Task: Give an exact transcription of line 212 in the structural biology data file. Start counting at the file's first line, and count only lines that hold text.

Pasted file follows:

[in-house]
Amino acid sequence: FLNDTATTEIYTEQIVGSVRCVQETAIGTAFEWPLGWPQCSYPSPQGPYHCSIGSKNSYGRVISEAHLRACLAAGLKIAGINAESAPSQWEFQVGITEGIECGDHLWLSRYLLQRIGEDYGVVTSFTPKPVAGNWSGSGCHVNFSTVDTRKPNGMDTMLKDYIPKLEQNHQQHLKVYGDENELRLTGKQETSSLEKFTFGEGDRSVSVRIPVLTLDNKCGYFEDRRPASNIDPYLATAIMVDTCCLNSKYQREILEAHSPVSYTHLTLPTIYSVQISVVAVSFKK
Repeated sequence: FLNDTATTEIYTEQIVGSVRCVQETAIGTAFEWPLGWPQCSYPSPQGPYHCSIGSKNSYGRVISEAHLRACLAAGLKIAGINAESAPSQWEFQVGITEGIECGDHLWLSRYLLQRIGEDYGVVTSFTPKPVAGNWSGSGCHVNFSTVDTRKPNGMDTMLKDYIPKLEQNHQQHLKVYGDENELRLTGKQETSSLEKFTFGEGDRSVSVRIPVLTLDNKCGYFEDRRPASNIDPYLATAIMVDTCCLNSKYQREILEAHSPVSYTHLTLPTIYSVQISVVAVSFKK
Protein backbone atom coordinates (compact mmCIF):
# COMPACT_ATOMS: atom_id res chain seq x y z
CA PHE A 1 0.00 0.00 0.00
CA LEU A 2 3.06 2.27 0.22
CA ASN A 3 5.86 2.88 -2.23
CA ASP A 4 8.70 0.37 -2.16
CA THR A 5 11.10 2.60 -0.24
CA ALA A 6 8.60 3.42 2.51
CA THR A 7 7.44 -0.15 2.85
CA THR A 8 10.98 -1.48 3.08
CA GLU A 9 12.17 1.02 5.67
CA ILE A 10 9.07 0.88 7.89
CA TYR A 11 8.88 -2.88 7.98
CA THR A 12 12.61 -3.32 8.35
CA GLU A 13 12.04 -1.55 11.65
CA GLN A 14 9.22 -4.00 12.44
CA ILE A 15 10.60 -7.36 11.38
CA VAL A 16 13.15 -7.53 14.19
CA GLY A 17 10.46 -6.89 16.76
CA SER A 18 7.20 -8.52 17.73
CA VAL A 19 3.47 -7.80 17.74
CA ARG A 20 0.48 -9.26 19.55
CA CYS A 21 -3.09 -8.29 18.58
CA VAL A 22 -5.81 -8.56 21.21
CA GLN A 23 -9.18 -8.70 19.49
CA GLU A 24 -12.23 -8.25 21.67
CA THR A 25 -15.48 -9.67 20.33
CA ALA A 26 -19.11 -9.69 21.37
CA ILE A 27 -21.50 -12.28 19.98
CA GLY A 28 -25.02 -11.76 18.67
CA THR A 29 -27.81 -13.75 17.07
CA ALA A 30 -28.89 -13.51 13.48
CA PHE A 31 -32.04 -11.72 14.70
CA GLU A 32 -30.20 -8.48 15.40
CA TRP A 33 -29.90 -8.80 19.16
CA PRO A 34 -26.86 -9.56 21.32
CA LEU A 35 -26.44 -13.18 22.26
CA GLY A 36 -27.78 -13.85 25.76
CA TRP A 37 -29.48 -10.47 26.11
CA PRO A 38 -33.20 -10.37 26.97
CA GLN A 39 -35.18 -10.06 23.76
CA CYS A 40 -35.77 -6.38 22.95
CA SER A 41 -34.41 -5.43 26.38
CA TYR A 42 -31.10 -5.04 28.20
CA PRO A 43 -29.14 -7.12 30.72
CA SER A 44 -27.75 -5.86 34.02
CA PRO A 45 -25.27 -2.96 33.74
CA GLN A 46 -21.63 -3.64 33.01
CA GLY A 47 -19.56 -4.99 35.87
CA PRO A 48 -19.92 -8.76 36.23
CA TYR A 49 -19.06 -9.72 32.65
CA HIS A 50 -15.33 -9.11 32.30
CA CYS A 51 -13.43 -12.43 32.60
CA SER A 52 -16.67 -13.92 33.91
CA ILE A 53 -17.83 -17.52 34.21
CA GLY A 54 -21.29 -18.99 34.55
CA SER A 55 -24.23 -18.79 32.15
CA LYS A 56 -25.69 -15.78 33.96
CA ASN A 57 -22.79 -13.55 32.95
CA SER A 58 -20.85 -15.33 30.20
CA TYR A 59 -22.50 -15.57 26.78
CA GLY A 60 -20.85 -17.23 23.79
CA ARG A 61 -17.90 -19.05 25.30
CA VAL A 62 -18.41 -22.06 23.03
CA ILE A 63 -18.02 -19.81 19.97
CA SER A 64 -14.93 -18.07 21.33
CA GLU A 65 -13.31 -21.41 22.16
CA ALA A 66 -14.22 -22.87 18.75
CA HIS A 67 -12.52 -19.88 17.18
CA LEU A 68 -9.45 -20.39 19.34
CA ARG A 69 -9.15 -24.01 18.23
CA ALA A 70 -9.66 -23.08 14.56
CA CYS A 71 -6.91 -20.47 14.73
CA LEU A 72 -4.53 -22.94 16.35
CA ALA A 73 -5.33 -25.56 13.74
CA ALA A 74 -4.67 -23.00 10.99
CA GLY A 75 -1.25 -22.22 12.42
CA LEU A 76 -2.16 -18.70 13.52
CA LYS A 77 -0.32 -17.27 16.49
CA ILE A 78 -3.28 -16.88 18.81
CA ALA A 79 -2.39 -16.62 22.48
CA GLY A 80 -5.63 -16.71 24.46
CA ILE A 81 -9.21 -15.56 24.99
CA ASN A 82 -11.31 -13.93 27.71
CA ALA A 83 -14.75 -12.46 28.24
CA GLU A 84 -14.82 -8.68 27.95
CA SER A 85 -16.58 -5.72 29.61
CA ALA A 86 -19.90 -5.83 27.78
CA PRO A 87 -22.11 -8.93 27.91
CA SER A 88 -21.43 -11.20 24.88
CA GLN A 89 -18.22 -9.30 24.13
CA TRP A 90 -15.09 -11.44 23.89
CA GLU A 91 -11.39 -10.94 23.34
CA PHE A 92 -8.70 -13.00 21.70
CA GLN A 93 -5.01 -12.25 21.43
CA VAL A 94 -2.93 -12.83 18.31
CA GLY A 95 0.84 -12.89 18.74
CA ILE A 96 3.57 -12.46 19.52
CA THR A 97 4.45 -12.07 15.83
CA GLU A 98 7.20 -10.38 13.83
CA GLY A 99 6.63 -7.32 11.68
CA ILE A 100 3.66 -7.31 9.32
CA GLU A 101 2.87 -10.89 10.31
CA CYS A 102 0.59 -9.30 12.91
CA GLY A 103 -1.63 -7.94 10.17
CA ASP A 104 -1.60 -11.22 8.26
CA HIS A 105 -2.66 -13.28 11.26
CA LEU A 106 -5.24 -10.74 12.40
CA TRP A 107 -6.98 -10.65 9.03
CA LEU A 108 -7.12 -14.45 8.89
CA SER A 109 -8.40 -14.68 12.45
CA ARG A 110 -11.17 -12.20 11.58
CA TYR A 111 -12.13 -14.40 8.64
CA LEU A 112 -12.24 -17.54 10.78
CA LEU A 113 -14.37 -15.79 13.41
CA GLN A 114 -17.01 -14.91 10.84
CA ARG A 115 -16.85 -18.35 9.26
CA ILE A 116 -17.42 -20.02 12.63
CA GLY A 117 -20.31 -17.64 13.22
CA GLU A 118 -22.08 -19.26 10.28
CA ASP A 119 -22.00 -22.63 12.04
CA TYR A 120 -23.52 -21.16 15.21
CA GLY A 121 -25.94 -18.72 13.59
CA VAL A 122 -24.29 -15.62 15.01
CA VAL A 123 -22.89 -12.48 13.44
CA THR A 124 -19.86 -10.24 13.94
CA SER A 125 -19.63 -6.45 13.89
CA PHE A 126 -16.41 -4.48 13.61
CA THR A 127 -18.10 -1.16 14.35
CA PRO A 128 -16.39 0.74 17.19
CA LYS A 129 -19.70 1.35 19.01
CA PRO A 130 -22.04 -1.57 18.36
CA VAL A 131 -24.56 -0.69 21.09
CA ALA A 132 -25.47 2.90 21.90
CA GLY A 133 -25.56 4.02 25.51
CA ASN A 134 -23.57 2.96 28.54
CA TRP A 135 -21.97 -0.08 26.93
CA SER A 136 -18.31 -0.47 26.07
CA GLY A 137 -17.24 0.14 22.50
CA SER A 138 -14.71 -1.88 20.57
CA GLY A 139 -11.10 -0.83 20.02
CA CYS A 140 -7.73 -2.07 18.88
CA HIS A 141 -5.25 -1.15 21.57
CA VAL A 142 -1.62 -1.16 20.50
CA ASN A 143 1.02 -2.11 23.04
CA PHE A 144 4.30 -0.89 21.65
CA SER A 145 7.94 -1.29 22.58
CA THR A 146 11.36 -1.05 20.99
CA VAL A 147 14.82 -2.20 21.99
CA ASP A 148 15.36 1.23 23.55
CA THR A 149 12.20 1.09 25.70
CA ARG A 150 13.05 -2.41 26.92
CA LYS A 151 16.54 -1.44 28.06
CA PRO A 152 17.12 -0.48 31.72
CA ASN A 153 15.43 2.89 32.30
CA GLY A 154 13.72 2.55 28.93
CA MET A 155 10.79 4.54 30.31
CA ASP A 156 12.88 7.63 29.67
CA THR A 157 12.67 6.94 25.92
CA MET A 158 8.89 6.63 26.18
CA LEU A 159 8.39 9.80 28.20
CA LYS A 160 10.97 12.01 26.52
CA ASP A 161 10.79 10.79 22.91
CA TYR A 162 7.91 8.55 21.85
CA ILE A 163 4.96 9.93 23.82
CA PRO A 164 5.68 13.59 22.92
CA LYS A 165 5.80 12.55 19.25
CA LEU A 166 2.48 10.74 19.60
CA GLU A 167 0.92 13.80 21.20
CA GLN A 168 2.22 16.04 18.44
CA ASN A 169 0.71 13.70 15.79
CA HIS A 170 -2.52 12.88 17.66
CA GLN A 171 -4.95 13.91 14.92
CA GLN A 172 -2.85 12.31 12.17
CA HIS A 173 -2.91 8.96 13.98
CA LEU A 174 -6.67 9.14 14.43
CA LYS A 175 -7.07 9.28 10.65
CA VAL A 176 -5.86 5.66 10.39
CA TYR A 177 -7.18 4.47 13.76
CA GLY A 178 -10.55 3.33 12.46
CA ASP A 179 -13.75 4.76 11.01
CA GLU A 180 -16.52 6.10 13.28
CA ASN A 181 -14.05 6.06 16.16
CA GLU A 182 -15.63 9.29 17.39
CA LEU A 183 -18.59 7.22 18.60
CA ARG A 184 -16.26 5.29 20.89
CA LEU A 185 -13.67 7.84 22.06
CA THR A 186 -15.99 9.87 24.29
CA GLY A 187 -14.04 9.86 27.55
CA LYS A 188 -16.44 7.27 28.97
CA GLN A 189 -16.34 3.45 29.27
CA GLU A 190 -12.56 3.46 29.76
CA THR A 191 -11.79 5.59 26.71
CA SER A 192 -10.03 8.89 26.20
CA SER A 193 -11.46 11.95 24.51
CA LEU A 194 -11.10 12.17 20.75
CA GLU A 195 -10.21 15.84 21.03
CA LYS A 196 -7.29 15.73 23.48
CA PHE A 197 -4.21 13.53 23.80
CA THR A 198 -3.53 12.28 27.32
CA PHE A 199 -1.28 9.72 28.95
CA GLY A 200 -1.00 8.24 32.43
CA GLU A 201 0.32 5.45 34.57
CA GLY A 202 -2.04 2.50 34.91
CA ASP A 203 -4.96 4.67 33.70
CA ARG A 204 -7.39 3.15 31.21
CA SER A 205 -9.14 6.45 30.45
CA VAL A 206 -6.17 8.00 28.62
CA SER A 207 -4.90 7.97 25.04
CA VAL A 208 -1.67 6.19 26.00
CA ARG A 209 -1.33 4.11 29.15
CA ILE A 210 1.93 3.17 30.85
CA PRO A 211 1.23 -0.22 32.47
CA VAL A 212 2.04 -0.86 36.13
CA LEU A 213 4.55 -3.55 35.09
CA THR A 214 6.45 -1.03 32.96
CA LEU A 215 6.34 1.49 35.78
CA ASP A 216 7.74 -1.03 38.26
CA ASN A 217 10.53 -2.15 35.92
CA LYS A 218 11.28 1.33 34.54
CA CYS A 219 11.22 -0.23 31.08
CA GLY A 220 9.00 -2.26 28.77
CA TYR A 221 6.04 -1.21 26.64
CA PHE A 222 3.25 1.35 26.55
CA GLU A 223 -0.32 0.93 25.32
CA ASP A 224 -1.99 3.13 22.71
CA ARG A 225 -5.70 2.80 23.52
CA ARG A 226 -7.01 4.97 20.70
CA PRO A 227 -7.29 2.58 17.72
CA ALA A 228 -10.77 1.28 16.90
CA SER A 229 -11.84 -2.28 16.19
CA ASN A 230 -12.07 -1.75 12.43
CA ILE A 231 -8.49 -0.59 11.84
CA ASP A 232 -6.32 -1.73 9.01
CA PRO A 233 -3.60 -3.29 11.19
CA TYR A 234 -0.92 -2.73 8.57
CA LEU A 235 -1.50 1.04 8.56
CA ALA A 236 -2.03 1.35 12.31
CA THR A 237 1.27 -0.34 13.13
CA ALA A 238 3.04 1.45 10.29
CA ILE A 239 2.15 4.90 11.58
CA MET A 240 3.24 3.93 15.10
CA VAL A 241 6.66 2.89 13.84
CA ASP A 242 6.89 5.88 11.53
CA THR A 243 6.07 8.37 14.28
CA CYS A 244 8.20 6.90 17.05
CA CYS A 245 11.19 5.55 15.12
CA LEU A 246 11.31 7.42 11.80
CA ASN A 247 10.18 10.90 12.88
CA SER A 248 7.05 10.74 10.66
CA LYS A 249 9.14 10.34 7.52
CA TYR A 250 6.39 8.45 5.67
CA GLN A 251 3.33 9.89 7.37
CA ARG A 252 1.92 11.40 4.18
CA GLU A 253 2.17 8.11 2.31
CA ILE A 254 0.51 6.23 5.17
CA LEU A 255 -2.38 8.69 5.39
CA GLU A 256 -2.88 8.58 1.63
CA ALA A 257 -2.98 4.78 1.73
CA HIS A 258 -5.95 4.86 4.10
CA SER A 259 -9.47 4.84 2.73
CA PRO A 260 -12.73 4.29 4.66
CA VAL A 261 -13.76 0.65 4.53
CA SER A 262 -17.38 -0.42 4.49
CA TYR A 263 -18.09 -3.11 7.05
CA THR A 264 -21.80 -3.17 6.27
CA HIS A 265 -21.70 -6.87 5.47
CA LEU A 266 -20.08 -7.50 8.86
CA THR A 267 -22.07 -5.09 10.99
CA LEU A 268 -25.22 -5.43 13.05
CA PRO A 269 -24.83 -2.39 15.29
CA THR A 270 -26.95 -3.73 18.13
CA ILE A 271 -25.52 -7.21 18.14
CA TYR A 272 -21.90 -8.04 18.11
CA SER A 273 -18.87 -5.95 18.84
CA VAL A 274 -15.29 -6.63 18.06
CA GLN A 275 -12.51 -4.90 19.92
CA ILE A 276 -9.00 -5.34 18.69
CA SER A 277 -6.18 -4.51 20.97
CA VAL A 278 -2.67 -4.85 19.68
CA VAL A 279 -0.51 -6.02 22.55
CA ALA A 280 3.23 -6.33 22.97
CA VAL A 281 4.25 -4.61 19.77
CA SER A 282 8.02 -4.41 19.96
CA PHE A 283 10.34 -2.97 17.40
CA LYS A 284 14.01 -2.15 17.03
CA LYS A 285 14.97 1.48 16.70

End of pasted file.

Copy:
CA SER A 207 -4.90 7.97 25.04